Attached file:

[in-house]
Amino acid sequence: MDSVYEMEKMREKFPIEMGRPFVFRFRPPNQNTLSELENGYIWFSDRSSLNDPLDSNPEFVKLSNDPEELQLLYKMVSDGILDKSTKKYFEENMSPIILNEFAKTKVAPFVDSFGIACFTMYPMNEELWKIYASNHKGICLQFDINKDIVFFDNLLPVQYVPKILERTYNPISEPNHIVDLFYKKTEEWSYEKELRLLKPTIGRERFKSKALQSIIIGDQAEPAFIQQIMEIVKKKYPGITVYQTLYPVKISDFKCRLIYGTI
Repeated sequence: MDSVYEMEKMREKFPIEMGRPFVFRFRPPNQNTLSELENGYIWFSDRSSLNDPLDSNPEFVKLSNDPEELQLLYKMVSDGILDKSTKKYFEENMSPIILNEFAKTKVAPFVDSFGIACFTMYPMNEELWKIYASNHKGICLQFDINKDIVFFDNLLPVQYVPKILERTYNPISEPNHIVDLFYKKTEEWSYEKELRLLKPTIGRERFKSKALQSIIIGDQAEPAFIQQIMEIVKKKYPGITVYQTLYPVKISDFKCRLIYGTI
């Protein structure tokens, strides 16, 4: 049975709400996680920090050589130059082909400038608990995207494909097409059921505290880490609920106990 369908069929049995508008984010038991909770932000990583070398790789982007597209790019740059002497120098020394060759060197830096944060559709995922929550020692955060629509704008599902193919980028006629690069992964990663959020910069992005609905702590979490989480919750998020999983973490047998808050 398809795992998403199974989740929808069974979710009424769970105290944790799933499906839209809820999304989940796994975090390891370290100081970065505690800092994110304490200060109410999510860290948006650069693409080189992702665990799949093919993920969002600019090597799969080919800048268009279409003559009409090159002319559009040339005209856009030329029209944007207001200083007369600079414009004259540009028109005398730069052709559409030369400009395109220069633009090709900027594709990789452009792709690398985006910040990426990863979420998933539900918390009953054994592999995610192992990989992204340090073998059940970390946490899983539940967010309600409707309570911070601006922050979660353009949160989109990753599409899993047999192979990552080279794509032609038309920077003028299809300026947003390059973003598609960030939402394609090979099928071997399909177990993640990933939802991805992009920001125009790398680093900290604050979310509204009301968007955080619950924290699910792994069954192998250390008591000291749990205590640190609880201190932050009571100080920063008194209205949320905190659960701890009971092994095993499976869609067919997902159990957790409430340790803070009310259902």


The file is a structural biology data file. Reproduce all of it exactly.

[in-house]
Amino acid sequence: MDSVYEMEKMREKFPIEMGRPFVFRFRPPNQNTLSELENGYIWFSDRSSLNDPLDSNPEFVKLSNDPEELQLLYKMVSDGILDKSTKKYFEENMSPIILNEFAKTKVAPFVDSFGIACFTMYPMNEELWKIYASNHKGICLQFDINKDIVFFDNLLPVQYVPKILERTYNPISEPNHIVDLFYKKTEEWSYEKELRLLKPTIGRERFKSKALQSIIIGDQAEPAFIQQIMEIVKKKYPGITVYQTLYPVKISDFKCRLIYGTI
Repeated sequence: MDSVYEMEKMREKFPIEMGRPFVFRFRPPNQNTLSELENGYIWFSDRSSLNDPLDSNPEFVKLSNDPEELQLLYKMVSDGILDKSTKKYFEENMSPIILNEFAKTKVAPFVDSFGIACFTMYPMNEELWKIYASNHKGICLQFDINKDIVFFDNLLPVQYVPKILERTYNPISEPNHIVDLFYKKTEEWSYEKELRLLKPTIGRERFKSKALQSIIIGDQAEPAFIQQIMEIVKKKYPGITVYQTLYPVKISDFKCRLIYGTI
């Protein structure tokens, strides 16, 4: 049975709400996680920090050589130059082909400038608990995207494909097409059921505290880490609920106990 369908069929049995508008984010038991909770932000990583070398790789982007597209790019740059002497120098020394060759060197830096944060559709995922929550020692955060629509704008599902193919980028006629690069992964990663959020910069992005609905702590979490989480919750998020999983973490047998808050 398809795992998403199974989740929808069974979710009424769970105290944790799933499906839209809820999304989940796994975090390891370290100081970065505690800092994110304490200060109410999510860290948006650069693409080189992702665990799949093919993920969002600019090597799969080919800048268009279409003559009409090159002319559009040339005209856009030329029209944007207001200083007369600079414009004259540009028109005398730069052709559409030369400009395109220069633009090709900027594709990789452009792709690398985006910040990426990863979420998933539900918390009953054994592999995610192992990989992204340090073998059940970390946490899983539940967010309600409707309570911070601006922050979660353009949160989109990753599409899993047999192979990552080279794509032609038309920077003028299809300026947003390059973003598609960030939402394609090979099928071997399909177990993640990933939802991805992009920001125009790398680093900290604050979310509204009301968007955080619950924290699910792994069954192998250390008591000291749990205590640190609880201190932050009571100080920063008194209205949320905190659960701890009971092994095993499976869609067919997902159990957790409430340790803070009310259902």